Fed interest rate hike
A trader reacts to the Federal Reserve's decision not to raise interest rates, Sept. 17, 2015. Getty Images

WASHINGTON (Reuters) - U.S. employers likely added jobs at a brisk pace in September, a sign that the labor market is near full strength and could push the Federal Reserve to raise interest rates at one of its two remaining meetings this year.

The Labor Department's monthly employment report, due on Friday at 8:30 a.m. EDT (1230 GMT), will almost certainly show the U.S. economy is growing enough to push the jobless rate lower in the coming months.

Economists surveyed by Reuters forecast U.S. payrolls outside of farming rose by 203,000 last month, bouncing back from softer job growth in August despite worries a China-led global economic slowdown is sapping America's strength.

"The U.S. economy is alive and kicking," said Phil Lachowycz, an economist at Fathom Consulting in London.

The jobless rate was expected to hold steady at 5.1 percent in September because some workers who gave up jobs hunts in harder times were expected to return to the labor force.

But economists estimate that the economy currently only needs to add about 100,000 jobs a month to keep up with population growth. This is important because job creation above that level will push the jobless rate lower over time and raise the risk of a surge in inflation.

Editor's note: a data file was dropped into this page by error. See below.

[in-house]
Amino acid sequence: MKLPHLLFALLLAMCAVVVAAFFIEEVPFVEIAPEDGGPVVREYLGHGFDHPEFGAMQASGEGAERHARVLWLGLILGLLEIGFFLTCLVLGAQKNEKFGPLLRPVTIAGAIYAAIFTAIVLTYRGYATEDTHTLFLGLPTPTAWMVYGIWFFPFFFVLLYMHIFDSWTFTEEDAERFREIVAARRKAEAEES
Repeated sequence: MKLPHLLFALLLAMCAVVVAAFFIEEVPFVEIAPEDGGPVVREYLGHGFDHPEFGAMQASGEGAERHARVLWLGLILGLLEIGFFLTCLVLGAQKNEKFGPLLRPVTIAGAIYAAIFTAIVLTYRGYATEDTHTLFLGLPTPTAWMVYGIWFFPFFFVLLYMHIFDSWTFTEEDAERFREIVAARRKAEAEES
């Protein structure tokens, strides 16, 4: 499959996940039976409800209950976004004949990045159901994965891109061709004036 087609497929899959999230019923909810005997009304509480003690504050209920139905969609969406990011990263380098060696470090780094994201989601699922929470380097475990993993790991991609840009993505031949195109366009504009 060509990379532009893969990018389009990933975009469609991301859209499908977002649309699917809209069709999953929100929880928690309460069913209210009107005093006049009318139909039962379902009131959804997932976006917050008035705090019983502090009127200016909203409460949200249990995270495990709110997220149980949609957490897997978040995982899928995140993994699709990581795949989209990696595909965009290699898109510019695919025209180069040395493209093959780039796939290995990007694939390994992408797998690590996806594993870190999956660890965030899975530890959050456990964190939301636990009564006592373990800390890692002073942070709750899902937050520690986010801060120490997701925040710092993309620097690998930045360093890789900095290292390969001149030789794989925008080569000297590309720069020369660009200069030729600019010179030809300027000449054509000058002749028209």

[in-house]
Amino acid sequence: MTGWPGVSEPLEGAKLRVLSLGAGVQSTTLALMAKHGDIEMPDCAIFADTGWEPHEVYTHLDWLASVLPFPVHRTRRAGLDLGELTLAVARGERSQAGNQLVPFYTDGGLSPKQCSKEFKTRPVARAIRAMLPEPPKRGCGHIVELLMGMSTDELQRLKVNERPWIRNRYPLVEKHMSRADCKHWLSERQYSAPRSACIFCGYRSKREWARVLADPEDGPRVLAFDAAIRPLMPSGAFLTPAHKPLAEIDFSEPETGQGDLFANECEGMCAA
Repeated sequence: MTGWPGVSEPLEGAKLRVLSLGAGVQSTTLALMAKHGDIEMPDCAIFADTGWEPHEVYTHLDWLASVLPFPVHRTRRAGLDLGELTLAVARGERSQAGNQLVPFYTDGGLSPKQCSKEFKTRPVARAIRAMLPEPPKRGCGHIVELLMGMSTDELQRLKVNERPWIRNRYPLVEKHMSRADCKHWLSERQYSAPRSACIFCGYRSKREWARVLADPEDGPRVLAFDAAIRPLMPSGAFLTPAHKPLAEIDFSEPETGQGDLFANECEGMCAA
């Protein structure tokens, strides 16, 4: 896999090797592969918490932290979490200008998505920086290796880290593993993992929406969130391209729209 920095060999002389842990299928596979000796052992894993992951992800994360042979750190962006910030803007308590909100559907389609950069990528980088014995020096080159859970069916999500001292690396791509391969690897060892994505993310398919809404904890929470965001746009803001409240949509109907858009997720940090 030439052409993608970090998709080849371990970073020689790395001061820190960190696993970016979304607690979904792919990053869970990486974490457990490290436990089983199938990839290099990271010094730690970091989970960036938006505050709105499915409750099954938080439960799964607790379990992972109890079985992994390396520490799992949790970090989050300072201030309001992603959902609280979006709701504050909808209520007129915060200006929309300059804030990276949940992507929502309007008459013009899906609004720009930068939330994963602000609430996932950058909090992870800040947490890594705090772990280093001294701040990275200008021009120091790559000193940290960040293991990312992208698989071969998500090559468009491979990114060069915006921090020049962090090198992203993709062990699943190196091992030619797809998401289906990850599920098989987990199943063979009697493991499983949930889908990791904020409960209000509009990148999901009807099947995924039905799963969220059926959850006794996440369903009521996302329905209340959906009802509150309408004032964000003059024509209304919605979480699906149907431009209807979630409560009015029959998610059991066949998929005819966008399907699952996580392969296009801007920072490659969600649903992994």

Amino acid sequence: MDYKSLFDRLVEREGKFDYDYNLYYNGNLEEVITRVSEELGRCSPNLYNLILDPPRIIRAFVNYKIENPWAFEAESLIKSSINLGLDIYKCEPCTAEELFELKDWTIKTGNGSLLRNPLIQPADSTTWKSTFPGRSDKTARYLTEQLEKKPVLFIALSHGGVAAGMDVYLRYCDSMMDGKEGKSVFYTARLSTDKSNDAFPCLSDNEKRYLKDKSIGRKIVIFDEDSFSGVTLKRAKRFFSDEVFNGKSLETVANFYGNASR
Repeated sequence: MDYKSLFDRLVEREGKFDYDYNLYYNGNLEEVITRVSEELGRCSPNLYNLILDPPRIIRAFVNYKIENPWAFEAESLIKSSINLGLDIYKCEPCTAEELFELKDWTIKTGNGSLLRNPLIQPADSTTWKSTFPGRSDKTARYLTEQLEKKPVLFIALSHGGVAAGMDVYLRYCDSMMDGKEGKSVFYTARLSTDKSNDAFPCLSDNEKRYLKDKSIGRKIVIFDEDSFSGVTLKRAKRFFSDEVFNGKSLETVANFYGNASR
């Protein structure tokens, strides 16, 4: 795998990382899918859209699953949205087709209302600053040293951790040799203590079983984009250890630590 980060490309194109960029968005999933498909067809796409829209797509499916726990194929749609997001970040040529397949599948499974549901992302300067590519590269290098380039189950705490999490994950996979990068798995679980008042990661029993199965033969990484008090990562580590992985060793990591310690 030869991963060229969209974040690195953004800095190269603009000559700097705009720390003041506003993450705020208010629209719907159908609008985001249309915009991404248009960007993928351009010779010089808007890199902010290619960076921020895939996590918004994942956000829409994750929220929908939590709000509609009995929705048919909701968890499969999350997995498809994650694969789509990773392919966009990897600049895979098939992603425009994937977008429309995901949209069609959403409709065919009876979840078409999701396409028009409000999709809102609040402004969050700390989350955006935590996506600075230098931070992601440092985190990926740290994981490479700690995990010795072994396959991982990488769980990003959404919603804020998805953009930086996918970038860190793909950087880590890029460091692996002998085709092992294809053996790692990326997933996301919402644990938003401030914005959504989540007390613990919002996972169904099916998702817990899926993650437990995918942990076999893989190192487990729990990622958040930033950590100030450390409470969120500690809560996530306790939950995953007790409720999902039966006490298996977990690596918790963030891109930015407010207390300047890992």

"We're still running well above that pace," said David Stockton, the Fed's chief economist between 2000 and 2011. He expects the U.S. central bank will raise rates in December.


In another sign of labor market tightening, Friday's report was expected to show significant upward revisions to job growth in prior months.

Still, inflation has remained subdued despite the jobless rate's sharp drop over the last year and Fed Chair Janet Yellen has said the Fed will hold off on rate hikes until it is quite confident that inflation is going to pick up.

Currently, the pace of inflation, at 0.3 percent in the year through August, is well below the Fed's 2 percent target.

There is little sign of inflationary pressure in wages. Average hourly earnings are expected to have increased just 0.2 percent last month, slower that the 0.3 percent gain in August.

Employment gains in September are expected to have been concentrated in service industries, in part because a China-led global economic slowdown appears to be battering U.S. factories.

The manufacturing sector is expected to have added zero jobs last month.

Construction sector payrolls, however, likely rose also thanks to a strengthening housing market.

But more layoffs in the energy sector, which is grappling with a nearly 50 percent drop in the price of oil over the last year, were probably a drag on mining payrolls.

(Reporting by Jason Lange; Editing by Chizu Nomiyama)